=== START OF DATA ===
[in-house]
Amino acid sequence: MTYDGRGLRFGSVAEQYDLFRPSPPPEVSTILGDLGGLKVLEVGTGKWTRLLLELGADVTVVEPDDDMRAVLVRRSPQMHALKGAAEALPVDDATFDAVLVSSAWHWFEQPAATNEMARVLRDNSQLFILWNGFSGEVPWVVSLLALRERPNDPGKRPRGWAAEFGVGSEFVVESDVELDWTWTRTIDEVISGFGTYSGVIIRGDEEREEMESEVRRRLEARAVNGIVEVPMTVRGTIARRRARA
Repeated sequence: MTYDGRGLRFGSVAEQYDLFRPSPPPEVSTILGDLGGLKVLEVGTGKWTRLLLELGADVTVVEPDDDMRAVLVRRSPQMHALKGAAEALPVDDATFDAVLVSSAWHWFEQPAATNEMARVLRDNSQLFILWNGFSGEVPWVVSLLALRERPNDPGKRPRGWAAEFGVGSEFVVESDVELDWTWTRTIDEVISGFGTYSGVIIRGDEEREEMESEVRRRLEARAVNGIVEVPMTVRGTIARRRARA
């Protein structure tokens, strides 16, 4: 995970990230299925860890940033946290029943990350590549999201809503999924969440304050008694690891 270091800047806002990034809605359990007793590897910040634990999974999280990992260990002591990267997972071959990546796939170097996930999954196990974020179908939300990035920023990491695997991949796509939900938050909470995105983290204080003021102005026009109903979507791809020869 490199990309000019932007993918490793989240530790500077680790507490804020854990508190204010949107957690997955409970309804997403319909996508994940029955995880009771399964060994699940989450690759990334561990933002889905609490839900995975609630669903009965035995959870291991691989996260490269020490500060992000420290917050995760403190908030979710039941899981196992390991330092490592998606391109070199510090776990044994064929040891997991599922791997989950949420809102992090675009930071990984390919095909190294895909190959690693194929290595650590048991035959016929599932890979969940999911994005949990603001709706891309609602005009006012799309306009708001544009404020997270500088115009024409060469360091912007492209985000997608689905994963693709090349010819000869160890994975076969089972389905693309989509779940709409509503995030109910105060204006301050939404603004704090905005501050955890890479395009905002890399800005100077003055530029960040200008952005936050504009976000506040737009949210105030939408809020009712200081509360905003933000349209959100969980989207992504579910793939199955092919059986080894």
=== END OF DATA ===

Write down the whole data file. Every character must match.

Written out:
[in-house]
Amino acid sequence: MTYDGRGLRFGSVAEQYDLFRPSPPPEVSTILGDLGGLKVLEVGTGKWTRLLLELGADVTVVEPDDDMRAVLVRRSPQMHALKGAAEALPVDDATFDAVLVSSAWHWFEQPAATNEMARVLRDNSQLFILWNGFSGEVPWVVSLLALRERPNDPGKRPRGWAAEFGVGSEFVVESDVELDWTWTRTIDEVISGFGTYSGVIIRGDEEREEMESEVRRRLEARAVNGIVEVPMTVRGTIARRRARA
Repeated sequence: MTYDGRGLRFGSVAEQYDLFRPSPPPEVSTILGDLGGLKVLEVGTGKWTRLLLELGADVTVVEPDDDMRAVLVRRSPQMHALKGAAEALPVDDATFDAVLVSSAWHWFEQPAATNEMARVLRDNSQLFILWNGFSGEVPWVVSLLALRERPNDPGKRPRGWAAEFGVGSEFVVESDVELDWTWTRTIDEVISGFGTYSGVIIRGDEEREEMESEVRRRLEARAVNGIVEVPMTVRGTIARRRARA
């Protein structure tokens, strides 16, 4: 995970990230299925860890940033946290029943990350590549999201809503999924969440304050008694690891 270091800047806002990034809605359990007793590897910040634990999974999280990992260990002591990267997972071959990546796939170097996930999954196990974020179908939300990035920023990491695997991949796509939900938050909470995105983290204080003021102005026009109903979507791809020869 490199990309000019932007993918490793989240530790500077680790507490804020854990508190204010949107957690997955409970309804997403319909996508994940029955995880009771399964060994699940989450690759990334561990933002889905609490839900995975609630669903009965035995959870291991691989996260490269020490500060992000420290917050995760403190908030979710039941899981196992390991330092490592998606391109070199510090776990044994064929040891997991599922791997989950949420809102992090675009930071990984390919095909190294895909190959690693194929290595650590048991035959016929599932890979969940999911994005949990603001709706891309609602005009006012799309306009708001544009404020997270500088115009024409060469360091912007492209985000997608689905994963693709090349010819000869160890994975076969089972389905693309989509779940709409509503995030109910105060204006301050939404603004704090905005501050955890890479395009905002890399800005100077003055530029960040200008952005936050504009976000506040737009949210105030939408809020009712200081509360905003933000349209959100969980989207992504579910793939199955092919059986080894």